Book Reviews

Book Cover – A Bard of Wolfe’s Army

Book Cover – A Bard of Wolfe’s Army

A Bard of Wolfe’s Army: James Thompson, Gentleman Volunteer, 1733-1830

Earl John Chapman and Ian Macpherson (eds.)
Montreal: Robin Brass Studio, 2010
361 pages, $34.95 PB

Print PDF

For more information on accessing this file, please visit our help page.

Reviewed by  John R. Grodzinski

This book is based upon a remarkable collection of personal anecdotes found in an old letter book held by the Bibliothèque et Archives nationales du Québec, and a similar document that was acquired by the Stewart Museum of  Montreal in 2009. Accounts by members of the army rank and file from the Seven Years’ War are rare, and thus, the publication of anecdotes from a veteran of the siege of Louisbourg and the 1759 and 1760 sieges of Québec is an important addition to the published literature of this period.

Sergeant James Thompson enjoyed a long life that included military service with the 78th Regiment of Foot, the famous Fraser Highlanders of the Seven Years’ War. When that regiment was being raised in 1757, Thompson, a member of the Highland gentry that was disenfranchised following the 1745 uprising, hoped that the patronage of Charles Baillie, his best friend and commander of the Fraser’s grenadier company, would help him secure a commission as a junior officer. This connection failed, and Thompson chose instead to enrol as a gentleman volunteer and serve as a sergeant until a vacancy became available in the grenadier company.

 Unfortunately, his patron Baillie was killed on the beaches near Louisbourg in 1758, ending any hope of preferment. Thereafter, Sergeant Thompson enjoyed a charmed existence as he survived every major action in which his regiment participated without receiving a scratch. His adventures, left to posterity in 44 anecdotes covering his exploits with the Fraser’s, also include his reminiscences as Overseer of Works for Quebec, and experiences during the siege of Quebec during the American War of Independence. These ‘anecdotes’ owe their existence to Thompson’s son James, who began transcribing his father’s war stories in 1830, providing the rationale for the book’s title, for the senior Thompson was a bard, which, in old Scottish culture, was a collector of history and genealogy in the form of oral history.

The book is organized in three parts. The first is a detailed biographical essay on James Thompson, and it is followed by the centrepiece of the book containing all the anecdotes, collated from the two previously mentioned letter books, and two other sources. The final section provides more than 70 pages of biographical notes pertaining to the key individuals from the period, or those mentioned in the text. The anecdotes touch upon many aspects of the life of an 18thCcentury soldier-too many to describe here, so what follows is a taste of what is offered. Anecdote 4 recounts the landing at Louisborg, and it was first published in the Québec newspaper Star and Commercial Advertiser in 1828. Here, we learn of Captain Baillie’s death: “My Captain, poor fellow! … for whose sake I came away from Scotland, and who was my best and most intimate friend, poor Captain Baillie! He was sitting on the opposite side of the Boat, and was struck so mortally … that he expired without the least struggle.” Moving ahead to September 1759, when the British line advanced during the battle of Québec in 1759, Brigadier-General James Murray, the commander of the brigade that included the Frasers, cried out: “… the Piper was missing, and he knowing well the value of one on such occasions, he sent in all directions for him, and he was heard to say about, ‘Where’s the highland Piper!’? and ‘Five pounds for a piper,’ but devil a bit did the piper come forward the sooner.” Thompson was an admirer of Major-General James Wolfe, and he lamented his death: “Oh! He was a noble fellow! And he was so kind and attentive to our men, that they would have gone thro’ fire and water [which they did] to serve him!”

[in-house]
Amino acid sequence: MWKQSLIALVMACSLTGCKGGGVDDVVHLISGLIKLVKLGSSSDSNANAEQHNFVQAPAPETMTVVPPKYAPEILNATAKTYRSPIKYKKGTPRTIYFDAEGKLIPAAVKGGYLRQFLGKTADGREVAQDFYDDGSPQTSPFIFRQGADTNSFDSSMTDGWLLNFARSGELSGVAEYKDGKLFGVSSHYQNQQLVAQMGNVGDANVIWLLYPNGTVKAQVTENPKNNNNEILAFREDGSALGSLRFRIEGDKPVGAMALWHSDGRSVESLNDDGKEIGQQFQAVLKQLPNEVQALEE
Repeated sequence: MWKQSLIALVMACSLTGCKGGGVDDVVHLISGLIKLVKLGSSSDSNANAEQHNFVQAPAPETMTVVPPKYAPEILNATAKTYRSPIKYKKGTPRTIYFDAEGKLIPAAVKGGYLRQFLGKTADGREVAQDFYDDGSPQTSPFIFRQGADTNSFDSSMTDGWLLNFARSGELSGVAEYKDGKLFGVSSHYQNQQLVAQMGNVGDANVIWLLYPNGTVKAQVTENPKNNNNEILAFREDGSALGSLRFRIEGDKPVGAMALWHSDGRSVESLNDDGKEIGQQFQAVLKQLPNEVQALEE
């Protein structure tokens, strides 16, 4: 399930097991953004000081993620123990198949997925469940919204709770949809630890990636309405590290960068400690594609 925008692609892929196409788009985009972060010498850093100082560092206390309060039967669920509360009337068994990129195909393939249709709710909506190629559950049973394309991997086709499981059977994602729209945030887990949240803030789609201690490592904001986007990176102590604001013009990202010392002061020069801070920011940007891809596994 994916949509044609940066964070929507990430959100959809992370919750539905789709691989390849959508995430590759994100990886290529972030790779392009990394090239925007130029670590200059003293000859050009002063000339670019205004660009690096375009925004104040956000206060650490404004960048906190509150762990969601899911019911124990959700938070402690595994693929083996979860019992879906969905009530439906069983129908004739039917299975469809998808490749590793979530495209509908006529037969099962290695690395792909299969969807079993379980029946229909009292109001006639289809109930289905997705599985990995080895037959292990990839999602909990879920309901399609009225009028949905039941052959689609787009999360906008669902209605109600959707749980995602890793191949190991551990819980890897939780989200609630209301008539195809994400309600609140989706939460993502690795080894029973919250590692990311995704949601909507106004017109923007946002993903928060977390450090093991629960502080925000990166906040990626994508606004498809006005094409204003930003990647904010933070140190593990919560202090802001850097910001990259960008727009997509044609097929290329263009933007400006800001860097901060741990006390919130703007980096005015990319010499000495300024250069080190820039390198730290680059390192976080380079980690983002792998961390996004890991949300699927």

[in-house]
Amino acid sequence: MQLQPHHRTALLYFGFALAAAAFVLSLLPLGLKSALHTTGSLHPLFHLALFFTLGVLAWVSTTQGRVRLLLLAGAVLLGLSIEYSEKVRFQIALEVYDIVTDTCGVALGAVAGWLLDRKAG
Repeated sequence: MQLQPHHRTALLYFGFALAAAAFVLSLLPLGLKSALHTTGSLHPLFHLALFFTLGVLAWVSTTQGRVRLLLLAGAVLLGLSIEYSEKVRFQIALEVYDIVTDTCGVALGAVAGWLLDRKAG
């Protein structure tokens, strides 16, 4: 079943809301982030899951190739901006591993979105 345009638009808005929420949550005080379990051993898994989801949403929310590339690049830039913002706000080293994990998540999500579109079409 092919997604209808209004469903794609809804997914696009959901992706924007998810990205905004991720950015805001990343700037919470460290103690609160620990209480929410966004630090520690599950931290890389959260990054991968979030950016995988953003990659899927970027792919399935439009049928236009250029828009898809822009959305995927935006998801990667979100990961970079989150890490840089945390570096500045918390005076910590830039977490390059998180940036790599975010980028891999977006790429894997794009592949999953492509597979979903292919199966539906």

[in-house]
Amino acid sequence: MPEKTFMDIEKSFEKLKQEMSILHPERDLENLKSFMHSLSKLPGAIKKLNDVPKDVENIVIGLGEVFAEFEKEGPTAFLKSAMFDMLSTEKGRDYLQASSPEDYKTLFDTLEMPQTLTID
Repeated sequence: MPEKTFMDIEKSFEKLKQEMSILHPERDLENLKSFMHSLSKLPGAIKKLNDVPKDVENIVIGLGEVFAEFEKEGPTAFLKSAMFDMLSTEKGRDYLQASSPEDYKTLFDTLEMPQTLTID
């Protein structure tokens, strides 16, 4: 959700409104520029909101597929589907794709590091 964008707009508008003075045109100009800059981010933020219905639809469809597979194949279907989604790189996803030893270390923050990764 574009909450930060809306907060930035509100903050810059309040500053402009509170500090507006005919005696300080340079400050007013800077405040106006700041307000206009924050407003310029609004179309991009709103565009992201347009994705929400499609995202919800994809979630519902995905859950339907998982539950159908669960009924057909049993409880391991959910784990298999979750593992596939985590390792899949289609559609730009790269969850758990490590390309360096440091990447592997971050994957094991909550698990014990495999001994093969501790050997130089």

The editors, both respected for their work on the history of the 78th Fraser Highlanders and Highlanders in the Seven Years’ War, were wise in annotating the anecdotes, and their notes define period military terminology, explain obscure cultural references, offer biographical information, and speculate upon whom Thompson might have been referring to when he was silent on a name. An example is contained at Page 177, Note 146, where the editors assume Thompson was making reference to Brigadier-General Robert Monckton. In acknowledgement of the challenges of working with transcribed oral accounts, the authors have also corrected several passages where Sergeant Thompson’s “memory is hazy,” (Page 124, Note 34) or where unintentional errors, such as ‘James Jr.’ inserting himself into one account, occurs.

The publication of the oral tales of a sergeant from the Seven Years’ War, who was present at so many important events in Canadian history, is welcome. It is well illustrated, including a 14 plate colour album, and period and modern maps as only the wonderful book designer Robin Brass can provide.  A Bard of Wolfe’s Army is a perfect example of how a book of this type should be compiled, annotated, designed, and presented.